The Social Psychology of Dialogue Simulation as Applied in Elbot

The Social Psychology of Dialogue Simulation as Applied in Elbot

Fred Roberts
Copyright: © 2014 |Pages: 10
DOI: 10.4018/ijse.2014070103
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Because of the high expectations users have on virtual assistants to interact with said systems on a human level, the rules of social interaction potentially apply and less the influence of emotion cues associated with the system responses. To this end the social psychological theories of control, reactance, schemata, and social comparison suggest strategies to transform the dialogue with a virtual assistant into an encounter with a consistent and cohesive personality, in effect using the mind-set of the user to the advantage of the conversation, provoking the user into reacting predictably while at the same time preserving the user's illusion of control. These methods are presented in an online system:
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The Social Psychology Of Dialogue Simulation As Applied In Elbot

The history of dialogue systems spans the decades, beginning with Joseph Weizenbaum’s classic Eliza designed in 1966 and ending with the multitude of systemic approaches available today. This article will examine one of these solutions, Elbot, as representative of the approach to dialogue simulation offered by Artificial Solutions, a leading designer of commercial customer service optimization solutions.

Elbot is a virtual assistant (VA) launched in March 2001. The purpose of the system was fairly new in the context of commercial dialogue systems typically designed to cover a well-defined and self-contained scope of inputs: a finite set of frequently asked questions. Elbot’s purpose was to provide entertainment by conversing intelligently with users on an infinite range of topics.

We quickly saw that users became frustrated with the system when it failed to respond in an interactive manner, an invariable shortcoming of systems dealing with open inputs. Strategies of parroting the input, repeating it with no variation and adding nothing to it; responding vaguely to only one of the keywords of the input, regardless of the importance of that word in the given context; or ignoring the user input entirely and responding with totally unrelated statements are all strategies that fail to create or maintain the illusion of intellect. The high expectations of users on virtual assistants can be understood when one examines the representation of similar technology in popular culture. From Karel Čapek’s 1920 play “Rossum's Universal Robots” to the representation of robots in Isaac Asimov’s “I, Robot” and in contemporary movies such as Steven Spielberg’s “AI” (2001) or Ridley Scott’s “Blade Runner” (1982) and “Prometheus” (2012) we find systems that are sentient, cognizant and highly conversational.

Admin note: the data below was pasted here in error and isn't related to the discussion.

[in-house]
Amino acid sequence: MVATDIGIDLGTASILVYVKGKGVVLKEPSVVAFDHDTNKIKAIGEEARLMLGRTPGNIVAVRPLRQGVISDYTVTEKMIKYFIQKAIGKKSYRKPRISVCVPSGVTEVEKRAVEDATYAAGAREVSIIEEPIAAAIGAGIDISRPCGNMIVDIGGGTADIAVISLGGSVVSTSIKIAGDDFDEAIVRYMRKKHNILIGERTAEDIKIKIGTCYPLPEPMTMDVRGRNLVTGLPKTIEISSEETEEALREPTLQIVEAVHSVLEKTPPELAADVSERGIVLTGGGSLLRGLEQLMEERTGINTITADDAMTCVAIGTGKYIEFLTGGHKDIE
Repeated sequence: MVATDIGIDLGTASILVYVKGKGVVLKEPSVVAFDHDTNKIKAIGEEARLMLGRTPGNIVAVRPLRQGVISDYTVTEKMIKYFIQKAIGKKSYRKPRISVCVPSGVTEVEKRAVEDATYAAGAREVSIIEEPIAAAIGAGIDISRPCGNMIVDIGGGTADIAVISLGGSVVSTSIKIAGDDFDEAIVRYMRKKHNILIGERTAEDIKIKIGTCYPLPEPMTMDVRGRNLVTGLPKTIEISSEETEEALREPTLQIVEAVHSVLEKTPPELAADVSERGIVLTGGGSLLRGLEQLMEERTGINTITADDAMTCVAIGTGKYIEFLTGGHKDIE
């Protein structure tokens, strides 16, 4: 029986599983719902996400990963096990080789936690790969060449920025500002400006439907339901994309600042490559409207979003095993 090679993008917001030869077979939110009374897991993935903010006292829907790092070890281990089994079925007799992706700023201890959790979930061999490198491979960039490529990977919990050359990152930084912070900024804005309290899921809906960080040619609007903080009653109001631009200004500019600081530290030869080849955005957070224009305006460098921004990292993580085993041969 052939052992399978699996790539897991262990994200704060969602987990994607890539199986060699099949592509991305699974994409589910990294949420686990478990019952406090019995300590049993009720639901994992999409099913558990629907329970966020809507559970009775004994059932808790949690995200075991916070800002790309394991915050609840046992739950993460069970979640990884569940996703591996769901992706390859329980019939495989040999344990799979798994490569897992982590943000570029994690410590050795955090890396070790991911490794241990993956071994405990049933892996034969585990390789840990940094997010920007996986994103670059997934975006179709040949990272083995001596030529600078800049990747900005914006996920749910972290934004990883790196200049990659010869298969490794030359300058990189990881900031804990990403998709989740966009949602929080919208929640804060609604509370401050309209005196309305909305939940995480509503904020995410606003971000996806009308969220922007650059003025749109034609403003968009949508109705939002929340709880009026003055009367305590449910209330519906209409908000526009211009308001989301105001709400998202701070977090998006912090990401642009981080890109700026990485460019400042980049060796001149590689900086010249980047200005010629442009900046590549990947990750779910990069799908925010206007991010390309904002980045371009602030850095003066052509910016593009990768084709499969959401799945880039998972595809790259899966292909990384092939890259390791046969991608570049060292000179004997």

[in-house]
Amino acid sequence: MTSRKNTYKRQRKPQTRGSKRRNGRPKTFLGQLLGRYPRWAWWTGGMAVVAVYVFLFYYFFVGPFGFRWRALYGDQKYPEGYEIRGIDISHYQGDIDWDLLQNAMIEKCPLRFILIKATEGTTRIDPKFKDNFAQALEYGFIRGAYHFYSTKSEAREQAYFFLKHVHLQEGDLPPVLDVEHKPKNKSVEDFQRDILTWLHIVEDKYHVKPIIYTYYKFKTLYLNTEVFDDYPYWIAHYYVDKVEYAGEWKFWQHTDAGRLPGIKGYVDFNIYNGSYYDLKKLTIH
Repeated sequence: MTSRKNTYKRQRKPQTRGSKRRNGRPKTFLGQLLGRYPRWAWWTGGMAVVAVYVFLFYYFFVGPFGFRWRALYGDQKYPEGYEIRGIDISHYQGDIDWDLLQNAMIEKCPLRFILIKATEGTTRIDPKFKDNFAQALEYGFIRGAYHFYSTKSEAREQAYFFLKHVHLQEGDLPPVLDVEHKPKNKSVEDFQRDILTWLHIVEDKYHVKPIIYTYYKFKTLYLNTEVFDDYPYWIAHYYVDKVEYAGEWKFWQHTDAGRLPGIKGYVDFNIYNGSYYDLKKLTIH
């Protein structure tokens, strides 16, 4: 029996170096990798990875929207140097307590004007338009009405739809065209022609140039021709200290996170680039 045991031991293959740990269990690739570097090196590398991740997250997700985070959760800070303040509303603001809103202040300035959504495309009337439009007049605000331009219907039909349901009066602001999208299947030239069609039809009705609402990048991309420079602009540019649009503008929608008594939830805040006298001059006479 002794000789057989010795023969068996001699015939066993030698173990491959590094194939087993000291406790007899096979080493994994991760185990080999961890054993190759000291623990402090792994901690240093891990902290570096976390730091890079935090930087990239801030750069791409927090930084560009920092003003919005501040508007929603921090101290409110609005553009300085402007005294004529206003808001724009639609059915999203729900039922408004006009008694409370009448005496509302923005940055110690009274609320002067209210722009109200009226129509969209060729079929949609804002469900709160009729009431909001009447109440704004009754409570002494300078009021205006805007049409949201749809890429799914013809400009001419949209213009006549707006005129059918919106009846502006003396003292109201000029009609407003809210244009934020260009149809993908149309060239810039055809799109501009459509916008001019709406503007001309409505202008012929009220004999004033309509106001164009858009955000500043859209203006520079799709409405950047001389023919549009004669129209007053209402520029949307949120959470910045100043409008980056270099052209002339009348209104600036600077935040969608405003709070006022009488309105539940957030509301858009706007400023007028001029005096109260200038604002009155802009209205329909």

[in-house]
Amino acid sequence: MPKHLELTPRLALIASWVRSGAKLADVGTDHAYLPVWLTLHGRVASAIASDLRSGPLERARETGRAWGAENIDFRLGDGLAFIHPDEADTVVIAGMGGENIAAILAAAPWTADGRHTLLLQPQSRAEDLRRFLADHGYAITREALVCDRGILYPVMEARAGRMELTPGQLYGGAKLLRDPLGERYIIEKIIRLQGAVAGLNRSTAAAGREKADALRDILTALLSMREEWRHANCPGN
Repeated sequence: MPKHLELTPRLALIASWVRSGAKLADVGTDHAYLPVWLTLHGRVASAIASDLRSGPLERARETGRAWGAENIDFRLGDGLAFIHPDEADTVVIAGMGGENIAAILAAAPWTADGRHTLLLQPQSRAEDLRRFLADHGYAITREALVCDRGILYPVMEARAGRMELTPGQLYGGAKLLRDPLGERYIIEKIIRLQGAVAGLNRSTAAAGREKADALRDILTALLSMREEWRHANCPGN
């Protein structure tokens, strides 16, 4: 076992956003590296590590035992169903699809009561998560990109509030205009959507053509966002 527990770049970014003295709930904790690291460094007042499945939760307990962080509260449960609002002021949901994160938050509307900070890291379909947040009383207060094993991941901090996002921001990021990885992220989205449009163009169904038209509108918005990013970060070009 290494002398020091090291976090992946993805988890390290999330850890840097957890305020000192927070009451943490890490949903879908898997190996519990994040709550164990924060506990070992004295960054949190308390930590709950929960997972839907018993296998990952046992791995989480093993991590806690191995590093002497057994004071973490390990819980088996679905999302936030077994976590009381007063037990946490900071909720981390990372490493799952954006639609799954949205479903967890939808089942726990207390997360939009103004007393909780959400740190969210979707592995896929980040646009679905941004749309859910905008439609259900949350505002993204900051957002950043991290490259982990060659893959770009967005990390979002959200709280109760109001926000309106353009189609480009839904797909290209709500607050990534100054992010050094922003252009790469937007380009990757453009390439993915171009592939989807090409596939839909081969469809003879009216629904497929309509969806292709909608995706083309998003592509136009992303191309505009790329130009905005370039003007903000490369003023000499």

The Turing Test designed by Alan Turing in 1950 is a means of evaluating a machine’s ability to maintain the illusion of intelligence. Interrogators converse either with the system or with another human being and must decide which is which. If we look to this original methodology for clues on how to simulate intelligence, we find the definition “best strategy is to provide answers that would naturally be given by a man” or “satisfactory” “sustained” responses to any questions (p. 435). These criteria are open to a wide variety of interpretations. The interrogators must decide based on their subjective evaluation of the responses which of the two chat partners is human and which the machine. This is no objective criteria, such as “must be able to name five songs”, “knows the capital of Great Britain”, etc. In other words, anything goes. Since conversation is a social act, we might expect social perceptions to play a role in the decisions of the interrogators in deciding that a machine has displayed human intelligence rather than artificial intelligence.

Our interpretation of dialogue simulation is to use various social psychological methods (described below) to support a perception of the system as intelligent and thinking. This includes influencing the user to react in a predictable (finite) manner and specializing the system to respond intelligently to those expected user reactions. The system responses are additionally accompanied by a corresponding emotional component (visualization) that is consistent with the response. With this approach we believe we have created a qualitatively different chat experience.

Definition of Virtual Assistants

The term virtual assistant (VA) refers to commercial dialogue systems with a well-defined, specialized area of expertise. Artificial Solutions VAs are designed to recognize large classes of inputs in all their synonymous variations and associate them with a desired response with consideration of context. The answers are written to respond to a meaning, and not a particular literal choice of words. This gives the knowledge engineer designing the VA complete control over the VA’s character and range of expression. Providing meaningful answers (information) to FAQs related to the area of expertise is a must. Intelligent behavior comes into play when dealing with unexpected or off-topic inputs, a task to which our VA Elbot is entirely devoted.

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